Bladen Community College Becomes a Bee Campus USA
Dublin, NC – In commemoration of EARTH DAY 2020, Bladen Community College announces that it has become nationally certified as an affiliate of the Bee Campus USA program, designed to marshal the strengths of educational campuses for the benefit of bee pollinators. Bladen Community College joins more than one-hundred-fifty other cities and campuses across the country united in improving their landscapes for pollinators.
“Our students, faculty, and staff have long been champions for sustainable environmental practices,” Dr. Amanda Lee, BCC President, said. Our Green Technology committee has led efforts to make sure our campus is not only beautiful but also that we are good stewards of our trees, butterflies, and now bees. Having dedicated, protected spaces and carefully maintained landscapes extends our classrooms as students and faculty learn more about science and what it takes to sustain a healthy environment.”
Bladen Community College takes pride in its commitment to minimizing hazards to pollinators by using nearly no neonicotinoid pesticides, glyphosate herbicide or other potentially dangerous pesticides. To raise awareness about the plight of pollinators, BCC plans to publish information on its webpage and utilize social media to disseminate information to the campus and external communities including a list of native plants incorporated into the campus landscape including their bloom time and habitat needs, links to student and faculty research into pollinator issues, and information about upcoming events.
The committee is excited about the opportunities for student service-learning. Already faculty, staff and students have worked together to study and create pollinator habitat with native plants.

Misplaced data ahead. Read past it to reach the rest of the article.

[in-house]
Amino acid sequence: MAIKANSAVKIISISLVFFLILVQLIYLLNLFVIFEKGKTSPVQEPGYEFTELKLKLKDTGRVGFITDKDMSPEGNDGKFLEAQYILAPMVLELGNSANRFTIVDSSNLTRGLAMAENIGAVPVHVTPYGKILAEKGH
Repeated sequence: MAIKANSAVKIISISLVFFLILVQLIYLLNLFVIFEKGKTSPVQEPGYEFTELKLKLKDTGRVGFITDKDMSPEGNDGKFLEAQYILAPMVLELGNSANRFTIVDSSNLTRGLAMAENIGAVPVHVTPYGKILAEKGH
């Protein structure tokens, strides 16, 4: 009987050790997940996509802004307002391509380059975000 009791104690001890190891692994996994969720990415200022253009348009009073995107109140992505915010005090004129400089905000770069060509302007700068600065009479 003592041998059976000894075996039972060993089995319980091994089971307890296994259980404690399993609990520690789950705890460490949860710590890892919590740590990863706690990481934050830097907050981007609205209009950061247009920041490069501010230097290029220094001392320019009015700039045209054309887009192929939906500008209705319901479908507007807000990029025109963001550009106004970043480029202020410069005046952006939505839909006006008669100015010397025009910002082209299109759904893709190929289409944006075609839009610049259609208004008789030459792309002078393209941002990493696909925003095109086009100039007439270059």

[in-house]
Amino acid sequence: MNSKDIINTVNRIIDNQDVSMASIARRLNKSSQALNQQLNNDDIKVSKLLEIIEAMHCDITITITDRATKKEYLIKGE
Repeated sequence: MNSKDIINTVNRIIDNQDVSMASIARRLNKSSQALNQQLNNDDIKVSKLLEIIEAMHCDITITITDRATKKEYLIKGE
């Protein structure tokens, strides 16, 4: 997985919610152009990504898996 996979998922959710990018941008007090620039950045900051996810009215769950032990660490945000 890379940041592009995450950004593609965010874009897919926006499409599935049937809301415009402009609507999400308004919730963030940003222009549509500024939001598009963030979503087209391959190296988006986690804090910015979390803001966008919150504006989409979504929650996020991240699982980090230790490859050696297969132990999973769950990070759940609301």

Bee City USA and Bee Campus USA are initiatives of the Xerces Society for Invertebrate Conservation, a nonprofit organization based in Portland, Oregon, with offices across the country. Bee City USA’s mission is to galvanize communities and campuses to sustain pollinators by providing them with healthy habitat, rich in a variety of native plants and free of pesticides. Pollinators like bumble bees, sweat bees, mason bees, honey bees, butterflies, moths, beetles, flies, hummingbirds and many others are responsible for the reproduction of almost ninety percent of the world’s flowering plant species and one in every three bites of food we consume.
“The program aspires to make people more PC—pollinator conscious, that is,” said Scott Hoffman Black, Xerces’ executive director. “If lots of individuals and communities begin planting native, pesticide-free flowering trees, shrubs and perennials, it will help to sustain many, many species of pollinators.”
According to Bee Campus USA founder Phyllis Stiles, “Each certified campus must renew their certification each year and report on accomplishments from the previous year. Other institutions of higher education are invited to explore completing the application process outlined at beecityusa.org.”
For more information about Bladen Community College’s Bee Campus USA program, contact Kathy McGurgan at firstname.lastname@example.org or 910.879.5500 . Other members of the BCC Green Technology Committee are Al Hester, Christine, McDonald, Felisa Williams, Dr. Priscilla Pope, and Jay Stanley, Administration Liaison.
For more information about Bee Campus USA, visit https://www.beecityusa.org/
For more information about the Xerces Society, visit https://xerces.org/
For information about four simple ways to help pollinators, visit https://xerces.org/bringbackthepollinators/
Good things continue to happen on Bladen Community College’s beautiful campus during the COVID-19 state of emergency. The photo is of Bladen Community College’s newly installed Bee Haven sign announcing the campus’ new designation as a Bee Campus USA. The sign was funded by the BCC Foundation 50/50 Faculty/Staff Mini Grant program and crafted by Mr. Robert Edwards. Also pictured is one of our bee pollinators at work on BCC’s Campus this spring. Photo taken by BCC employee, Diane White Vitale.